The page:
The voters in this sprawling district would be well-served to elect Lachney, a newcomer to state politics, but someone who has a long history of serving his community in a variety of meaningful ways.
Leaders in the state Democratic Party sought out Lachney, 52, to take on Becker, and it’s easy to see why they consider him the right candidate to buck the odds in this Republican-leaning district.
His life experiences make him well-suited for what he sees as another opportunity at civic service.
A trustee at Clover Park Technical College and former Eatonville School Board director, Lachney wants to boost the number of school days students spend learning in a typical year. Lengthening the school year would cost the state more money, but Lachney believes a thorough reform of the state tax code, which dates back to 1935 — could put the state on more solid financial ground to fund public education.
He’s not ready to commit to a specific tax plan, but some combination of repealed tax exemptions and new taxes less volatile than the state sales tax and business and occupation tax are reform measures he’s willing to pursue.
Lachney’s career includes a six-year stint in the Marine Corps and 22 years as a Delta Airlines pilot. He has leadership qualities and an understanding of military issues that mesh well with the large population of active and retired military personnel in his district.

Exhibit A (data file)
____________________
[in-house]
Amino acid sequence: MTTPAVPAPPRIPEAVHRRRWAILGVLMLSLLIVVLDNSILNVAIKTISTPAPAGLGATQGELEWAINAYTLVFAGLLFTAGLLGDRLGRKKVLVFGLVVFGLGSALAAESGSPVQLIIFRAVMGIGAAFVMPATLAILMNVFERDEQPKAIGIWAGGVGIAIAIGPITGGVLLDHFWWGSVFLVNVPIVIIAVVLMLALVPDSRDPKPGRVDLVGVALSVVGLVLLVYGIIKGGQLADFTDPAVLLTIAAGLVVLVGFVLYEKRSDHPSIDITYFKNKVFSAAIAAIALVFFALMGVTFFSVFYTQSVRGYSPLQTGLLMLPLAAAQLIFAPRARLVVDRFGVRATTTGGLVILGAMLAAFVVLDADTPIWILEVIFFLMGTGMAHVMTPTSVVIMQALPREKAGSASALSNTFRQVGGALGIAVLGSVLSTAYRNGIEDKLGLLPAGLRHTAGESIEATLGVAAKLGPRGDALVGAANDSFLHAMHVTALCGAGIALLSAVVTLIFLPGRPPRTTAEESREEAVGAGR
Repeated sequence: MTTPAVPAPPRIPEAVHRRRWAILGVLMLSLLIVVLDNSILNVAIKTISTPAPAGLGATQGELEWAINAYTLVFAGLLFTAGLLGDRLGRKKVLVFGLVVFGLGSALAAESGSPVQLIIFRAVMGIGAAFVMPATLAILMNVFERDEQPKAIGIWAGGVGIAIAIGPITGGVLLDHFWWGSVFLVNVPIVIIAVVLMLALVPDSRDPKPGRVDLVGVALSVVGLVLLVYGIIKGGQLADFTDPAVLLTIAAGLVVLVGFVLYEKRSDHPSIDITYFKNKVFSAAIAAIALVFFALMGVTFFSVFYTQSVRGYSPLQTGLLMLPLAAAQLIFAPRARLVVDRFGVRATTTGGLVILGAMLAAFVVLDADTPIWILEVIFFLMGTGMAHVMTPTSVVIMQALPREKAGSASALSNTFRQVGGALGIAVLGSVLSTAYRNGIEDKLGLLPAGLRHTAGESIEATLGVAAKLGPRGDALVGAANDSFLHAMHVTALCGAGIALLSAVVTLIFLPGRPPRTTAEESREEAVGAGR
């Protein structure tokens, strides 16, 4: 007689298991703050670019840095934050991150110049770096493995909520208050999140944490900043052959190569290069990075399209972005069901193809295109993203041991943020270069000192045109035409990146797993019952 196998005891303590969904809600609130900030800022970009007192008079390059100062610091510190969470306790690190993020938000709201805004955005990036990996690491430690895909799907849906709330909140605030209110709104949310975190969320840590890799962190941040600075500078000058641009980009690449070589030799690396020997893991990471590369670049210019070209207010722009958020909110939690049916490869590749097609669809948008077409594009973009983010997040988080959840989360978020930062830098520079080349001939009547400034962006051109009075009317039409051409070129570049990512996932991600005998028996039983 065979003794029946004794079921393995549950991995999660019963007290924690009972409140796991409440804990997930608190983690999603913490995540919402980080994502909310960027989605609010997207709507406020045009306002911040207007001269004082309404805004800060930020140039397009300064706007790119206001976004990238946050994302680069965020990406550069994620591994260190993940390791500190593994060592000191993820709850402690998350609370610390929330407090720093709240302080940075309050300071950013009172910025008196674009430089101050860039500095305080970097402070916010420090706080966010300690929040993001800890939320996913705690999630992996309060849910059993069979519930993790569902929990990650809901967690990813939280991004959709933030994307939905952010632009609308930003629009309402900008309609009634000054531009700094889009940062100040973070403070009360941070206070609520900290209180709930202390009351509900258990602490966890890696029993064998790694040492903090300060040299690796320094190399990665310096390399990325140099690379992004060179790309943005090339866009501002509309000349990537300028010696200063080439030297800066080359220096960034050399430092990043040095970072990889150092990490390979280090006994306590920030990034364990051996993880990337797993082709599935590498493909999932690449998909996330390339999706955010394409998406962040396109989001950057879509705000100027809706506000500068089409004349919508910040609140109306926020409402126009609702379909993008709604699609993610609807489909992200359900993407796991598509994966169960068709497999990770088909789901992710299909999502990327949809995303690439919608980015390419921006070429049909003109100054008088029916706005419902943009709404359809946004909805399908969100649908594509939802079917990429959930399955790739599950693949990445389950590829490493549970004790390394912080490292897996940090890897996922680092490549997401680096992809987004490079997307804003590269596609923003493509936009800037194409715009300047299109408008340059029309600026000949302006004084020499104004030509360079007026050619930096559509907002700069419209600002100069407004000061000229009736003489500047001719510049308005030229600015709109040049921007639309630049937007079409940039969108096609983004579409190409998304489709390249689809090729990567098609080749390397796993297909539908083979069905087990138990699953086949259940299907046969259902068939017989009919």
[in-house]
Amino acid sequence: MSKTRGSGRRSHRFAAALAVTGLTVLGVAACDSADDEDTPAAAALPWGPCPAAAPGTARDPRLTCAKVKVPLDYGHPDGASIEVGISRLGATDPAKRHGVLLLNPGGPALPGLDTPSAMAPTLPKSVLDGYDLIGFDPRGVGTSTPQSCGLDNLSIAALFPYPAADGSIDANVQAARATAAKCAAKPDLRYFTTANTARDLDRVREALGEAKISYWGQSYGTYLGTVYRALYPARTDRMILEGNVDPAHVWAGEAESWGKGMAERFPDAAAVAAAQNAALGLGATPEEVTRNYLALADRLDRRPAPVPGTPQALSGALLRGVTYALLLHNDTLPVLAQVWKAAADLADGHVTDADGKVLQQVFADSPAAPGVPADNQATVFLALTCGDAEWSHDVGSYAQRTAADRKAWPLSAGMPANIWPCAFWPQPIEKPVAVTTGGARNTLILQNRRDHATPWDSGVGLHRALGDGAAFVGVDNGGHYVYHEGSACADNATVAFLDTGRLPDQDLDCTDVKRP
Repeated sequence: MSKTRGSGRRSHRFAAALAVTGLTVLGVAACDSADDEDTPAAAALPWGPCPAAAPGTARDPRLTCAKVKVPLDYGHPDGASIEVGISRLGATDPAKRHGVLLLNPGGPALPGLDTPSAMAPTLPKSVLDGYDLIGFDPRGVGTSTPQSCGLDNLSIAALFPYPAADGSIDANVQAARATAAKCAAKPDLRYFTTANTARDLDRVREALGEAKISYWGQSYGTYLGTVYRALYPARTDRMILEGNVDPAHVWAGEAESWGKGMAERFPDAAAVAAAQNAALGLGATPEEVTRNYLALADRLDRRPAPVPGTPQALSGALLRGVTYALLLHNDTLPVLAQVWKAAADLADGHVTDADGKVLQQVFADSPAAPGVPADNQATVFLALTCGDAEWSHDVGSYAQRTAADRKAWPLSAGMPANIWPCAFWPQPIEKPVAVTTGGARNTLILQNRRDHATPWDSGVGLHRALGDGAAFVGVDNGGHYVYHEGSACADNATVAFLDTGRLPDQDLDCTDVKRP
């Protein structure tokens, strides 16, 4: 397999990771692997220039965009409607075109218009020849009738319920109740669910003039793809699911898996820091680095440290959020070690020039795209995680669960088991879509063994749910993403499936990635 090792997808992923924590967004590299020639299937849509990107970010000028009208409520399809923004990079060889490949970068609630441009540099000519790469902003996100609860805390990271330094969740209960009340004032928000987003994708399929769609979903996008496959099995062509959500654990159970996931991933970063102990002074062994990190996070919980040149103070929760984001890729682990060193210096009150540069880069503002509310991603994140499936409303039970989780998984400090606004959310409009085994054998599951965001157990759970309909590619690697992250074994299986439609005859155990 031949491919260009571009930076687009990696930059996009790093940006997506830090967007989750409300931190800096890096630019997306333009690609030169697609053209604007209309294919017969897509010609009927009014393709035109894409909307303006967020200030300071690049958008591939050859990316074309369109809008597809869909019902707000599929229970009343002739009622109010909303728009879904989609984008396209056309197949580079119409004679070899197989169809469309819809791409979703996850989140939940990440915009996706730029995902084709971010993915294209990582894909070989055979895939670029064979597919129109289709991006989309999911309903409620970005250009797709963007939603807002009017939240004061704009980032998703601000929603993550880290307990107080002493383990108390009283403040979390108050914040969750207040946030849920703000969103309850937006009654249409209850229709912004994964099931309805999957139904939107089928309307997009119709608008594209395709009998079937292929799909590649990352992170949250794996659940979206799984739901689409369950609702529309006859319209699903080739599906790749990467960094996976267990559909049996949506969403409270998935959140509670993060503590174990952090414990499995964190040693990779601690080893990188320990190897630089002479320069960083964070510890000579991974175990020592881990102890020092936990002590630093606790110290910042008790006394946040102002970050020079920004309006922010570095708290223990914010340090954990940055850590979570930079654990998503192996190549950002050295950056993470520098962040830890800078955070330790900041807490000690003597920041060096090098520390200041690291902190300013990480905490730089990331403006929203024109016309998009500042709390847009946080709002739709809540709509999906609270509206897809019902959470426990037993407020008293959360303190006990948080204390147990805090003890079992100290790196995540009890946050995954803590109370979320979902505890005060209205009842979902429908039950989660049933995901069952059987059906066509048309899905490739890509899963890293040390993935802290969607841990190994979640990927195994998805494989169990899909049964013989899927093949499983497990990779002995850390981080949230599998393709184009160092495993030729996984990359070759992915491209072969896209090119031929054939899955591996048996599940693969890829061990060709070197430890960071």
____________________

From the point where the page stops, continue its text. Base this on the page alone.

Rural land use issues are not foreign to Lachney. He’s served on the Pierce County Planning Commission and is actively engaged in his family’s Eatonville area farm, a 94-acre spread that produces cranberries for Ocean Spray, cattle, hay, timber and rhubarb.
While Lachney’s bold political reform ideas will meet some resistance in Olympia, the budget crisis facing this state is so deep and broad, it requires politicians with vision and intellect. Lachney fits the bill.
In many respects, Becker has served her district well in her first term as a state senator, and reflects the political views of the majority of voters in the largely conservative district. She is not fiercely partisan and is willing to work across the aisle on issues of concern in her district, including transportation and regulatory reform to encourage job creation. Her career in real estate and health care administration have helped her find a legislative niche in Olympia.
But Becker seems destined to be a follower, not a leader, in the state Legislature. If she has a passion for politics, it is somewhat masked by an aura of ambivalence on key issues facing this state, including tax reform, health care and setting social service priorities.
Voters in the 2nd Legislative District should not hesitate to send Bruce Lachney to Olympia.